Saudi king extends invitation to Qatari emir to attend GCC summit

Doha has yet to confirm the level of representation it will send to the Gulf gathering on December 9.

    Saudi Arabia, along with fellow Gulf countries Bahrain and the UAE, cut off relations with Qatar in June 2017 [File: Tomohiro Ohsumi/Reuters]
    Saudi Arabia, along with fellow Gulf countries Bahrain and the UAE, cut off relations with Qatar in June 2017 [File: Tomohiro Ohsumi/Reuters]

    Saudi Arabia's King Salman has invited Qatar's Emir Sheikh Tamim bin Hamad Al Thani to attend the upcoming Gulf Cooperation Council (GCC) summit set to take place in Riyadh on December 9, the official Qatar News Agency reported.

    The announcement on Tuesday follows Qatar's decision a day earlier to withdraw from the Organisation of Petroleum Exporting Countries (OPEC), a move seen by some analysts as deeply symbolic given Qatar's modest oil output.

    Qatar News Agency (QNA) said in a tweet the emir received "an invitation from the King of Saudi Arabia" for the meeting. 

    The invitation was delivered by the Bahraini secretary general of the GCC, Abdullatif bin Rashid Al Zayani, during a reception by Qatar's Minister of State for Foreign Affairs Sultan bin Saad Al Muraikhi. 

    QNA did not say if Sheikh Tamim would travel to Saudi Arabia.

    A quartet of Arab states, composed of Saudi Arabia, the United Arab Emirates (UAE), Bahrain, as well as non-GCC member Egypt, imposed a land, sea and air blockade on Doha in June 2017.

    The Saudi-led bloc accuses Doha of abetting "terrorism" and contributing to instability in the region, allegations Qatar has categorically denied.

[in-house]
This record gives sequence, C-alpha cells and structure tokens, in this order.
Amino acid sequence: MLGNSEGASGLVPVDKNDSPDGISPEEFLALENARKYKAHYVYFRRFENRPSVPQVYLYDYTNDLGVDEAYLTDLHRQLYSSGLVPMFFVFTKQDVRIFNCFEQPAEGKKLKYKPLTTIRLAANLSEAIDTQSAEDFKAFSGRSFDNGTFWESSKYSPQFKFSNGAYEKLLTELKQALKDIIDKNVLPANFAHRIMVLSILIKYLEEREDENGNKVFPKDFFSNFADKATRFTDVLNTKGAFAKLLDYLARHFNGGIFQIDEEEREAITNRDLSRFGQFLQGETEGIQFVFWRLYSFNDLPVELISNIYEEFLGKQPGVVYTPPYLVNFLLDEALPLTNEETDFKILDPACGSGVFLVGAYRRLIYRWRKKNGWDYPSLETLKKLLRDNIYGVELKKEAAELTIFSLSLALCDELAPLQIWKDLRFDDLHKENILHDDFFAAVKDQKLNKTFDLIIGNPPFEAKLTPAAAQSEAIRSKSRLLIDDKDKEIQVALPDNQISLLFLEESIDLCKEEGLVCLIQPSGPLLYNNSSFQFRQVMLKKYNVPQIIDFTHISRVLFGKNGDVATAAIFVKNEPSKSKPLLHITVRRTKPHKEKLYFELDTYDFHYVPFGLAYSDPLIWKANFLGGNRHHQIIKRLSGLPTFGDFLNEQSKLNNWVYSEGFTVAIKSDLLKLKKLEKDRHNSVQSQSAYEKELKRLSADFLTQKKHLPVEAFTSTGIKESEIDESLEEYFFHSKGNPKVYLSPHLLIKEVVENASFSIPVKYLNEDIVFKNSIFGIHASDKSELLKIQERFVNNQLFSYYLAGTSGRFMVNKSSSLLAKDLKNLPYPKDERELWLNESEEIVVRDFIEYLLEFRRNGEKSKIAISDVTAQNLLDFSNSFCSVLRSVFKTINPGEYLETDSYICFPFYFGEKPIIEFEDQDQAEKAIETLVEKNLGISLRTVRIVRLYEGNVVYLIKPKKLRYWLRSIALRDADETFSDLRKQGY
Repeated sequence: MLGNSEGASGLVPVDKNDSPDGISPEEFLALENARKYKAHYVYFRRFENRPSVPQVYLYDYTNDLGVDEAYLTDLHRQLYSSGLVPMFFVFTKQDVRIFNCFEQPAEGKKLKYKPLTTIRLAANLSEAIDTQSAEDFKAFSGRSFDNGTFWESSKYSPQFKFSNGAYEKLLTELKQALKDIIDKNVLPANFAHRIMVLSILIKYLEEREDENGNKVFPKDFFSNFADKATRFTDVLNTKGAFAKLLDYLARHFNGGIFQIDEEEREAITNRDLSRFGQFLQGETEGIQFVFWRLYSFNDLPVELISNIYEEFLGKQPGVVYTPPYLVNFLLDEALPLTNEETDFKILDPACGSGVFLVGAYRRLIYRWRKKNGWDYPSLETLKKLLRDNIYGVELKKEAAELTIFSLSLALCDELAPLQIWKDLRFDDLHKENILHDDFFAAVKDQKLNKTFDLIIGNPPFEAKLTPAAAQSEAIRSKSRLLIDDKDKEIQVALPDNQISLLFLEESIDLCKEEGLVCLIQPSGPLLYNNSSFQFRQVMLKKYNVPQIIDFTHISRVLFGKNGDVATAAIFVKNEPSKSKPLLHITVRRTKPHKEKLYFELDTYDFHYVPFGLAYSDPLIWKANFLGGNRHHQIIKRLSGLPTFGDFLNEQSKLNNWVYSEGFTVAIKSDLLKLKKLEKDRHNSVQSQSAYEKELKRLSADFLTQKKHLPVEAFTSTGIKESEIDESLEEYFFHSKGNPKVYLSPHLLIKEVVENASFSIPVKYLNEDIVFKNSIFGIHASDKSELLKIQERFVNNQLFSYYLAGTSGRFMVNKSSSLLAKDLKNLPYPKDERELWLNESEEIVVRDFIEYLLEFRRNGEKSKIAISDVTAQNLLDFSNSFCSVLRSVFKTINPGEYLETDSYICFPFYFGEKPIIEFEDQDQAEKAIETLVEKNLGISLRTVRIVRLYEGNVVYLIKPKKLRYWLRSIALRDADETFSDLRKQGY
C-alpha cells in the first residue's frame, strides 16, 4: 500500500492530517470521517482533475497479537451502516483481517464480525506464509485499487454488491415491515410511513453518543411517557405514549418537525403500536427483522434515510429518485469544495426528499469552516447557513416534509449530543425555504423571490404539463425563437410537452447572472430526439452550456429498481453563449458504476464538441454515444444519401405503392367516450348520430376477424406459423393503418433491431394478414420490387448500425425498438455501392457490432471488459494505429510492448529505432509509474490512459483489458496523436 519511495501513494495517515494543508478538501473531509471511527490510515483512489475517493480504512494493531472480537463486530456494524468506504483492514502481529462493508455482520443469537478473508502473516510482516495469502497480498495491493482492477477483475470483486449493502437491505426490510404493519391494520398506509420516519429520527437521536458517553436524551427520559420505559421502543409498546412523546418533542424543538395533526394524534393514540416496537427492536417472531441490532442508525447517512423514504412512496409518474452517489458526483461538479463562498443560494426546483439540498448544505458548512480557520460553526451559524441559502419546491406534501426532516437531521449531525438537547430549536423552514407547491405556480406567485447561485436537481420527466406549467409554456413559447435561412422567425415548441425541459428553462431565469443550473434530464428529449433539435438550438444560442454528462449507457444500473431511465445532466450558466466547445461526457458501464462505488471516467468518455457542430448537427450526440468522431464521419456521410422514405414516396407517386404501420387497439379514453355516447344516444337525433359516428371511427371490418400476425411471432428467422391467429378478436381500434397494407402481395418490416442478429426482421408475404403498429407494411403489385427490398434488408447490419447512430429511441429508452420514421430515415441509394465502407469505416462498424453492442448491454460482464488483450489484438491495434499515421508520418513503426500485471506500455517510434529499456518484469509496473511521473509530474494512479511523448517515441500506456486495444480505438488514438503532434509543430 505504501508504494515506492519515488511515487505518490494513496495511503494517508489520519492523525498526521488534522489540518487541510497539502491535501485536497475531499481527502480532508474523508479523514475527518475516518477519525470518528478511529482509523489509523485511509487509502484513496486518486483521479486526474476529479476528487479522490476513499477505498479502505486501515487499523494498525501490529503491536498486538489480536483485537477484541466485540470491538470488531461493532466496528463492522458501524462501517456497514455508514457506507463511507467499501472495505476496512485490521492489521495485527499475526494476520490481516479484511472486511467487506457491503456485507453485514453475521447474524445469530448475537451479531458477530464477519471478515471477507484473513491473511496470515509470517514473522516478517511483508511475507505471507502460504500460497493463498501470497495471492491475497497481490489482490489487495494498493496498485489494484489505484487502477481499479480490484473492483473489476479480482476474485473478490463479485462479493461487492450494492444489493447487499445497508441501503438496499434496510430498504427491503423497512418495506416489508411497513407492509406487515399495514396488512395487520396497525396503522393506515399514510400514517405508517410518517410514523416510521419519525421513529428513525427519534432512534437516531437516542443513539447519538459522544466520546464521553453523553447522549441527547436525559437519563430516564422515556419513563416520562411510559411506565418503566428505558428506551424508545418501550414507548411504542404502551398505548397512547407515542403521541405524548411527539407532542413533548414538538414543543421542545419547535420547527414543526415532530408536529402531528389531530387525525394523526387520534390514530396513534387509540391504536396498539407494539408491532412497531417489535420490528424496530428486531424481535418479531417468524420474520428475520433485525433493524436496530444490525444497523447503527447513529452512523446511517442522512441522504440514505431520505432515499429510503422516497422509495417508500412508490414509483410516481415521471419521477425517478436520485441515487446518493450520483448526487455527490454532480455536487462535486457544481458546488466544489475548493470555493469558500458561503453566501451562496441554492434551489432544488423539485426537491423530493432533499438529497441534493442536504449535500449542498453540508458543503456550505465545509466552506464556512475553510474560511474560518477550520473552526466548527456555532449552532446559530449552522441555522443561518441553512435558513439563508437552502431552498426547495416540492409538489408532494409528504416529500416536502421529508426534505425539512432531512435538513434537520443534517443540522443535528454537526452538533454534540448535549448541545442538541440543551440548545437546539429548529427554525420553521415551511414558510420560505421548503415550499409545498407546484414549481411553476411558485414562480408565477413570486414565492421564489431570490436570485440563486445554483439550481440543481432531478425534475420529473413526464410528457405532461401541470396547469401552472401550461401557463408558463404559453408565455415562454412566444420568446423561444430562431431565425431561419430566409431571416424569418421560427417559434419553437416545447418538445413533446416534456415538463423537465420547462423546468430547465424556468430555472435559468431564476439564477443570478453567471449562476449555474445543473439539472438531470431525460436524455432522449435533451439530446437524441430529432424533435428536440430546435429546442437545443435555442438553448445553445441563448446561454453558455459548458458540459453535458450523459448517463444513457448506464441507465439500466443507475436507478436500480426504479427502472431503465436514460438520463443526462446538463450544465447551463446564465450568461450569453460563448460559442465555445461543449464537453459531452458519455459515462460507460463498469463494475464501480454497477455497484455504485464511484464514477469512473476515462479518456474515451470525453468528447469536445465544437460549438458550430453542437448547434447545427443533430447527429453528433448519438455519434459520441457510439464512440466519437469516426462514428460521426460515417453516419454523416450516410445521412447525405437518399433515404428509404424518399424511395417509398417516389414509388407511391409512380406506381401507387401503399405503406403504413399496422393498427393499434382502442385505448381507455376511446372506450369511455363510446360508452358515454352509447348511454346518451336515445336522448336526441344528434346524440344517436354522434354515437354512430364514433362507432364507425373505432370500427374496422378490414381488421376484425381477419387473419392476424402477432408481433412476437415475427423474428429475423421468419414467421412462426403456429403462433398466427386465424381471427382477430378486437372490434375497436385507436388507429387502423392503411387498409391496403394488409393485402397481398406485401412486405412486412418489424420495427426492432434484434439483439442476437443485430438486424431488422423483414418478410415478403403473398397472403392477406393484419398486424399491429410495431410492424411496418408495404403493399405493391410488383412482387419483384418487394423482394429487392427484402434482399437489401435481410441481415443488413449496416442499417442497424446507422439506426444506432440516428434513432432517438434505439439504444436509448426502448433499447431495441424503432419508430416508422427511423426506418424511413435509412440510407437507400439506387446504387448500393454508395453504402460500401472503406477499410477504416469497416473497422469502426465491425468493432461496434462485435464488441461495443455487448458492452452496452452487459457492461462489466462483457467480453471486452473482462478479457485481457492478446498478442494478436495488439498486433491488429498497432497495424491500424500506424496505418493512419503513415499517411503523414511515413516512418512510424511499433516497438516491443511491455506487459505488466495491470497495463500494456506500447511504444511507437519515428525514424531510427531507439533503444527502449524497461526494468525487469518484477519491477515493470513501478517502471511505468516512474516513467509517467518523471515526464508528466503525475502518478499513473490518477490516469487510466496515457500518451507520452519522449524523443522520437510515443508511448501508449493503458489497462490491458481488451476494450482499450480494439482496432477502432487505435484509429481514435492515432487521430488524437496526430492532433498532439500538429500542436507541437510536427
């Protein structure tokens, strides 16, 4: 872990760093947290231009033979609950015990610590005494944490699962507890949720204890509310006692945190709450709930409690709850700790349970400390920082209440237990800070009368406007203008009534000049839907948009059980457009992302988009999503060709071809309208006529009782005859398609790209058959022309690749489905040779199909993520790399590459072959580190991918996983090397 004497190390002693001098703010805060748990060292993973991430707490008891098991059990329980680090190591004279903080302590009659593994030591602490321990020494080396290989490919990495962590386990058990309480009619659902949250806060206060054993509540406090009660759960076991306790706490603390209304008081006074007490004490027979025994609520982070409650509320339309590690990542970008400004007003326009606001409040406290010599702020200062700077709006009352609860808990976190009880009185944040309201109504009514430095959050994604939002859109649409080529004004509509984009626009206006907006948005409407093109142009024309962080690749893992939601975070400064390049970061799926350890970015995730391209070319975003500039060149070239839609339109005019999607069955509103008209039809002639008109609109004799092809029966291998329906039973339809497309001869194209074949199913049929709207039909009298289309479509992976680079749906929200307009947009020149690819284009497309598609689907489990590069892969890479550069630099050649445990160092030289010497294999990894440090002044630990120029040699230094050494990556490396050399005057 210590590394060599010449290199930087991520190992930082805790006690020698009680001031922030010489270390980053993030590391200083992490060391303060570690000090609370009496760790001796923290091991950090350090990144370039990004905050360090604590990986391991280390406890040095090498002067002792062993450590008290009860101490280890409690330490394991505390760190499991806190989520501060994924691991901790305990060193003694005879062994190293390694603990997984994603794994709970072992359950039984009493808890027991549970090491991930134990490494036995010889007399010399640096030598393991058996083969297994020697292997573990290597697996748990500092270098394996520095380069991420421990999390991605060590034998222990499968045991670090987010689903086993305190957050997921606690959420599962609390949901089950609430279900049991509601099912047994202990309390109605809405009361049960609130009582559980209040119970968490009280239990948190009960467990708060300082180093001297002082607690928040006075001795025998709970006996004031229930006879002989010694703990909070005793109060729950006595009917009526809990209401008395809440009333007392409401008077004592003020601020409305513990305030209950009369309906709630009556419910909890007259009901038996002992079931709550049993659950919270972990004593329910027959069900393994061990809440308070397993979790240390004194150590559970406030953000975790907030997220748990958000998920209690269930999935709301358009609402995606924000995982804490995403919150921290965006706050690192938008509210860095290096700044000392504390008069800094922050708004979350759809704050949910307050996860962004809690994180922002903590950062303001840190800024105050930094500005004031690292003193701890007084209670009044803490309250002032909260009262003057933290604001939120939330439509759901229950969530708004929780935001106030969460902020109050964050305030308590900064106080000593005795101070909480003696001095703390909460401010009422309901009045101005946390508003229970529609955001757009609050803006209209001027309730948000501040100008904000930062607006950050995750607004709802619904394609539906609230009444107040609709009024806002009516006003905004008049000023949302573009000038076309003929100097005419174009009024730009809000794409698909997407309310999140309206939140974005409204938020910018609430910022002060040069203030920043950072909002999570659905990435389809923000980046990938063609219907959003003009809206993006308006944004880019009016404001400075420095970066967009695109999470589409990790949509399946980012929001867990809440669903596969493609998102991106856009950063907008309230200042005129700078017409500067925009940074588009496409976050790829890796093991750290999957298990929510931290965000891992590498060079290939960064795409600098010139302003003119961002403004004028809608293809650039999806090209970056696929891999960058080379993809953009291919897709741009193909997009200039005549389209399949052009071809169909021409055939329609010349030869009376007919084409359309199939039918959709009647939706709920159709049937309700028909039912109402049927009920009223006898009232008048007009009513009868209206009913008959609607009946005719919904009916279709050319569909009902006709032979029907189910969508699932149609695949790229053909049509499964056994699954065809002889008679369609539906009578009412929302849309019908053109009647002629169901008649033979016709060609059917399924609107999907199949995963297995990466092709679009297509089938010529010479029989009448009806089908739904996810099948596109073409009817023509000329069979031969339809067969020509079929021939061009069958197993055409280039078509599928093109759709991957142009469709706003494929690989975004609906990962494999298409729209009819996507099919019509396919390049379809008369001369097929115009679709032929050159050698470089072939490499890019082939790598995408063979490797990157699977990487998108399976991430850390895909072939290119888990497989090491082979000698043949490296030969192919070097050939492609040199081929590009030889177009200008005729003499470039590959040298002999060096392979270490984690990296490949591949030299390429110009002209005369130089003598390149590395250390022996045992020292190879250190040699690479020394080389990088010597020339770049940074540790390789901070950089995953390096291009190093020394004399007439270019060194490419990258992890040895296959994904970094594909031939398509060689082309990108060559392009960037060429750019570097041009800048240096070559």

At last year's GCC summit, held in Kuwait, Saudi Arabia, the UAE and Bahrain sent ministers or deputy prime ministers, rather than heads of state.

    Kuwait, which has been mediating between Qatar and the bloc, said last month all six GCC member states were expected to attend the Riyadh summit.

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    "I am optimistic that the level of representation is expected to be high and reflects the keenness of GCC leaders to maintain this pioneering experience," Kuwaiti Deputy Foreign Minister Khaled Al-Jarallah was quoted as saying at the time. 

    A political and economic alliance shaped after the European Union, the GCC took a hard hit after the quartet cut off relations with Doha.

    The United States, a GCC ally, has also tried to mediate in the Gulf dispute, which it sees as a risk in its efforts to contain regional power Iran. Qatar is home to the largest US airbase in the Middle East.

    But Saudi Arabia and the UAE have repeatedly said resolving the dispute was not a top priority for them.

    The diplomatic crisis over Saudi journalist Jamal Khashoggi 's killing, however, has put pressure on Riyadh.

    Following Khashoggi's killing, Saudi Crown Prince Mohammed bin Salman (MBS) last month praised Qatar's economy in a rare conciliatory remark.

    WATCH: GCC crisis, one year on - What's the impact on Gulf economies? (57:50)

    SOURCE: Al Jazeera News